Culture and Economic Development
by LAWRENCE E. HARRISON
December 4th, 2006
Since I was first involved in international development assistance, almost a half century ago, dominant development paradigms have come and gone, among them Rostow's stages of economic growth, national planning, focus on the poorest of the poor, appropriate technology, dependency, focus on the private sector, the Washington Consensus, and institutional development. During those fifty years we have witnessed a few success stories, largely in East and South Asia. But what most captures those years is a sense of disappointment, of frustration—of "development fatigue"—driven by the failure of the ...view middle of the document...
" How then would Easterly explain why, in multicultural countries where the economic opportunities and incentives are available to all, some ethnic or religious minorities do much better than majority populations, as in the case of the Chinese minorities in Indonesia, the Philippines, and Thailand—and any other place to which the Chinese have migrated, including the United States? Why has the Washington Consensus worked well in India and poorly in Latin America (with the exception of Chile), where socialism, and even authoritarian socialism in the cases of Cuba and Venezuela, appear to be alive and well? Cultural factors may not supply the whole explanation, but surely they are relevant.
Alan Greenspan got it right when he said, in the wake of the collapse of the Russian economy in the late 1990s. “I used to think that capitalism was human nature. But it isn’t at all. It’s culture.”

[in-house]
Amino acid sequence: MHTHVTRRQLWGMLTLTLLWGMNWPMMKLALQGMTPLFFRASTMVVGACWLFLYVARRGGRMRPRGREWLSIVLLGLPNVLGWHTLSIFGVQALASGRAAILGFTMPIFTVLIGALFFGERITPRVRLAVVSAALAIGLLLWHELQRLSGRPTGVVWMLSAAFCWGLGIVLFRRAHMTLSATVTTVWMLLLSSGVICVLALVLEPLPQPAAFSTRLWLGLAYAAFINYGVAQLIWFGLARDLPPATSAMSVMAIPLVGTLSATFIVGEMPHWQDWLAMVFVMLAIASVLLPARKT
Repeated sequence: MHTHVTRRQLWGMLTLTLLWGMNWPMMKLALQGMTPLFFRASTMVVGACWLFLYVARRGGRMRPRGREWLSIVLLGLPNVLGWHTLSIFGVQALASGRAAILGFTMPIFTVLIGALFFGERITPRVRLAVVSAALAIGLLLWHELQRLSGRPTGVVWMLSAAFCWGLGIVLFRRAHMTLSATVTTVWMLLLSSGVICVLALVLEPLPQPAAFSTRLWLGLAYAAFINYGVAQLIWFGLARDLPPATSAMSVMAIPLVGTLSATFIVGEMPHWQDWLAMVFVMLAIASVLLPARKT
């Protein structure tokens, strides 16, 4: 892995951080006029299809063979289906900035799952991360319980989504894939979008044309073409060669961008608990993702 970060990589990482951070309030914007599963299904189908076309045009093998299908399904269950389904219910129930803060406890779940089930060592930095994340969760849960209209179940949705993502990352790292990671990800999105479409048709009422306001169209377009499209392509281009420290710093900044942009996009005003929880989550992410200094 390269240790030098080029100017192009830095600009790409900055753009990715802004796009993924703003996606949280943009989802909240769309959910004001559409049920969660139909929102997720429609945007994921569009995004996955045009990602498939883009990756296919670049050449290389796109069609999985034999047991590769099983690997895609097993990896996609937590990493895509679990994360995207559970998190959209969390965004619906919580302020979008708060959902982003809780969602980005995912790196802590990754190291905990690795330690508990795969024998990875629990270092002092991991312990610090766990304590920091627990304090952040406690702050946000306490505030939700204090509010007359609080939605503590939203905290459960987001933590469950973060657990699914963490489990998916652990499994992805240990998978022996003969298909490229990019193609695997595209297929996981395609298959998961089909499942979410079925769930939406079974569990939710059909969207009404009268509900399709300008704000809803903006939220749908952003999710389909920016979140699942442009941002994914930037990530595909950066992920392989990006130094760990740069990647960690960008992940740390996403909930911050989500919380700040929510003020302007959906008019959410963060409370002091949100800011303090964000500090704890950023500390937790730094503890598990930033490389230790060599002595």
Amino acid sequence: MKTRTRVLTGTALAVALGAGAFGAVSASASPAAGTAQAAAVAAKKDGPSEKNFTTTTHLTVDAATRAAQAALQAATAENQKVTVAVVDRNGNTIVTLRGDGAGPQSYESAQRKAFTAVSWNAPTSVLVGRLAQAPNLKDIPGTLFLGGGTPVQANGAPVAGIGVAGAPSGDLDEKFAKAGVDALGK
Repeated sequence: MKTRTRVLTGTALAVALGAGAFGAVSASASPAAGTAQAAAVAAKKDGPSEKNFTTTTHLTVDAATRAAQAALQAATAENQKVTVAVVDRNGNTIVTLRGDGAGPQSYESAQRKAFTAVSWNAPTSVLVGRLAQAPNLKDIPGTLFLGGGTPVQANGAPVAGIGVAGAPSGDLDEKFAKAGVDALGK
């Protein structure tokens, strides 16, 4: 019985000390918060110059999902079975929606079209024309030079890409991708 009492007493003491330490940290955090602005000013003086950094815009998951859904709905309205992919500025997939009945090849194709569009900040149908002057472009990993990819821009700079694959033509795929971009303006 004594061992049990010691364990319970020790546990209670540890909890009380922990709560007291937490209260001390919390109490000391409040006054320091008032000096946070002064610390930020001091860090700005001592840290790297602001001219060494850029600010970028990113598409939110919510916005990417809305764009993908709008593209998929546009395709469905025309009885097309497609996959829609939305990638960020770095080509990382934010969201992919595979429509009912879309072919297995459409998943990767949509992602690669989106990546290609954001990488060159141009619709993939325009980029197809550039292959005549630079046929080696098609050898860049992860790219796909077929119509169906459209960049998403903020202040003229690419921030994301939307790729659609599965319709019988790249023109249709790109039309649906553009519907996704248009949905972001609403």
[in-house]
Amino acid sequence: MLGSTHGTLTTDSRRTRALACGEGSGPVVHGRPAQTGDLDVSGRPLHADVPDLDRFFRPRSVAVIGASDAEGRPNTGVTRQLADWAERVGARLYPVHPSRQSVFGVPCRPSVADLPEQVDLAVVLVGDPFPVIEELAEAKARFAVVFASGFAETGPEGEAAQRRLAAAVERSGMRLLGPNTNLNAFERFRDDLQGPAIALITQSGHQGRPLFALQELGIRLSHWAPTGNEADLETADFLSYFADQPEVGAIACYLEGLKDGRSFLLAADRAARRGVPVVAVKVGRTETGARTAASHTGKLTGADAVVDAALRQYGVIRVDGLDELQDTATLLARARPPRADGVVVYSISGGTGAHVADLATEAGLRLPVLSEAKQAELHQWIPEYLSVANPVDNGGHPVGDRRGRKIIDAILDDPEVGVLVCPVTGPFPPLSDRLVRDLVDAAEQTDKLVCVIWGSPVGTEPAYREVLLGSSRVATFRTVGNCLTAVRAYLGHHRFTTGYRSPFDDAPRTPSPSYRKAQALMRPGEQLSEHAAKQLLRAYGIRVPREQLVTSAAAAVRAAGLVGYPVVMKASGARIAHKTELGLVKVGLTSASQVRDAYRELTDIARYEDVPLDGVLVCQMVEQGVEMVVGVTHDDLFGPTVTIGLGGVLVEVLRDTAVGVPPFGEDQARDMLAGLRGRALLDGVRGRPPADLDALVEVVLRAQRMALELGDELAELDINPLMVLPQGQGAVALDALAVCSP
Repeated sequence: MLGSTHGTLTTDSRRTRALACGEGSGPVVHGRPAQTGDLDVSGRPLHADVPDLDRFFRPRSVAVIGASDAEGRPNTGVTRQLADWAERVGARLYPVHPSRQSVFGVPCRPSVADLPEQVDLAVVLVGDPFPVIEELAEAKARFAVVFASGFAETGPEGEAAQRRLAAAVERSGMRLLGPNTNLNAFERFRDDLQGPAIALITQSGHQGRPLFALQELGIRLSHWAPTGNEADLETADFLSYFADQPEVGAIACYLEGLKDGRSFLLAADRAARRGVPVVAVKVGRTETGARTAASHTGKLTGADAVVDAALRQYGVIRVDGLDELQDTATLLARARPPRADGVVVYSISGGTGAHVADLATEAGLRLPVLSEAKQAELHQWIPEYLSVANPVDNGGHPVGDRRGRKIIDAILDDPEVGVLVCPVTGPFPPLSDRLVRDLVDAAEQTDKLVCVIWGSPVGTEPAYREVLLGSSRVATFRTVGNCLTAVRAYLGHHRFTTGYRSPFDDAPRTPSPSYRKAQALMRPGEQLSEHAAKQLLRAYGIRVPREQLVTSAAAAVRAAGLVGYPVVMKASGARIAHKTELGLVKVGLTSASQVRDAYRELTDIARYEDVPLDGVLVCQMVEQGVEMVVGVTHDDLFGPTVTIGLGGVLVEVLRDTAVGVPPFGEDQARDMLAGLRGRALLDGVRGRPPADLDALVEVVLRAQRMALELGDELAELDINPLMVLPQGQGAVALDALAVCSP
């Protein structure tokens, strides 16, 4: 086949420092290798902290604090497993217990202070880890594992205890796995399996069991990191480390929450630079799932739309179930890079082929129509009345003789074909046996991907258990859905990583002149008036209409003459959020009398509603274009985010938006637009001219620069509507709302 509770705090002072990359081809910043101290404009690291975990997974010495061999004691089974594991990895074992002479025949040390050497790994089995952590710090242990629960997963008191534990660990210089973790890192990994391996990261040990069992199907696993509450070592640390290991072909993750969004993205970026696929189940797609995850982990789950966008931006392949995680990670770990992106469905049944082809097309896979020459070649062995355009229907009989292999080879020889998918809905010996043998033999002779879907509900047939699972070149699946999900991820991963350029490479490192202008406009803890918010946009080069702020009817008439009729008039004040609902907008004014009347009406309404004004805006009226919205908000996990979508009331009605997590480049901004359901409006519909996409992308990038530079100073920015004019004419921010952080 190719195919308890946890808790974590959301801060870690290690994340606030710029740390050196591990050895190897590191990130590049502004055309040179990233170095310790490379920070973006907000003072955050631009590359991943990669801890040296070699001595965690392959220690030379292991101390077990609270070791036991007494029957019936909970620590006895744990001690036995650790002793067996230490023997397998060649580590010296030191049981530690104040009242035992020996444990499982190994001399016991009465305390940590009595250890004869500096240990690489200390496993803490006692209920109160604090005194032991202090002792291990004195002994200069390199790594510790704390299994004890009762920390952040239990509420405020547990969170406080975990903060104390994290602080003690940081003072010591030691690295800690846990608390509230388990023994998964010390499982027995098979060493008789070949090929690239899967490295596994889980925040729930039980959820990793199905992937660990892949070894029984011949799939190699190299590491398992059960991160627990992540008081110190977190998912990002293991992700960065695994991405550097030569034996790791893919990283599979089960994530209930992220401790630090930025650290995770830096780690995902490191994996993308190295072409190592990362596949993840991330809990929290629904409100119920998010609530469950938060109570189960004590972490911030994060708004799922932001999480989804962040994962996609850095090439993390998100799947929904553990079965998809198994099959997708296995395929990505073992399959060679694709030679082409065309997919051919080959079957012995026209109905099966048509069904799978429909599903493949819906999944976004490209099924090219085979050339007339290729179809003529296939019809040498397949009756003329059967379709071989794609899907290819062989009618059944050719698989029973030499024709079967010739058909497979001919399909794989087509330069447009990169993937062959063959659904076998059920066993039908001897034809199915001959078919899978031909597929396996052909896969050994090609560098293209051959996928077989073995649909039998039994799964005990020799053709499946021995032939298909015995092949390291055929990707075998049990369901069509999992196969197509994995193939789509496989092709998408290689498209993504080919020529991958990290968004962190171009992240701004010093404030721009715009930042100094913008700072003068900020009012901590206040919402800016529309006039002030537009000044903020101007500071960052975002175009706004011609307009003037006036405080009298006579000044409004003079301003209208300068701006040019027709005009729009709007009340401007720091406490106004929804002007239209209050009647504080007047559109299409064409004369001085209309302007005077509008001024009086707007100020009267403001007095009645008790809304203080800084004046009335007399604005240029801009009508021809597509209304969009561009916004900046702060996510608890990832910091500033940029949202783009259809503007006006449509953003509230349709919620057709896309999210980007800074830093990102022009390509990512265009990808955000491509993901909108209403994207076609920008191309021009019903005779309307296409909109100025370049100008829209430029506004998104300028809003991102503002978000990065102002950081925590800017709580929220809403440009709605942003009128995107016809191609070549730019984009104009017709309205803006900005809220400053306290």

Some Culture-Sensitive Economists
Some economists have confronted culture and found it helpful in understanding economic development. Perhaps the broadest statement comes from the pen of David Landes: "Max Weber was right. If we learn anything from the history of economic development, it is that culture makes almost all the difference." Elaborating on Landes's theme, Japanese economist Yoshihara Kunio writes, "One reason Japan developed is that it had a culture suitable for it. The Japanese attached importance to (1) material pursuits; (2) hard work; (3) saving for the future; (4) investment in education; and (5) community values."
Even the culture-skeptic Jeffrey Sachs recognizes the influence of culture. His chapter in Culture Matters says, in essence, that culture doesn't matter. And while that theme echoes in his recent book The End of Poverty, at one point he also has this to say: "Even when governments are trying to advance their countries, the cultural environment may be an obstacle to development. Cultural or religious norms may block the role of women, for example, leaving half the population without economic or political rights…"
Italian economist Guido Tabellini recently undertook a study of comparative economic performance in European regions employing data from the World Values Survey concerning trust, control of one's destiny, and respect for others (all three of which turn out to be positively correlated with economic development), and obedience, which correlates negatively. His conclusions:
These cultural traits are strongly correlated not only with the economic development of European regions, but also with the economic development and institutional outcomes in a broad sample of countries…An implication of this analysis, therefore, is that there is no primacy of formal institutions over culture. On the contrary, both are likely to interact and to shape the actual functioning of real world institutions, and to influence the incentives and the behavior of economic and political agents. 
Moynihan and the Culture Matters Research...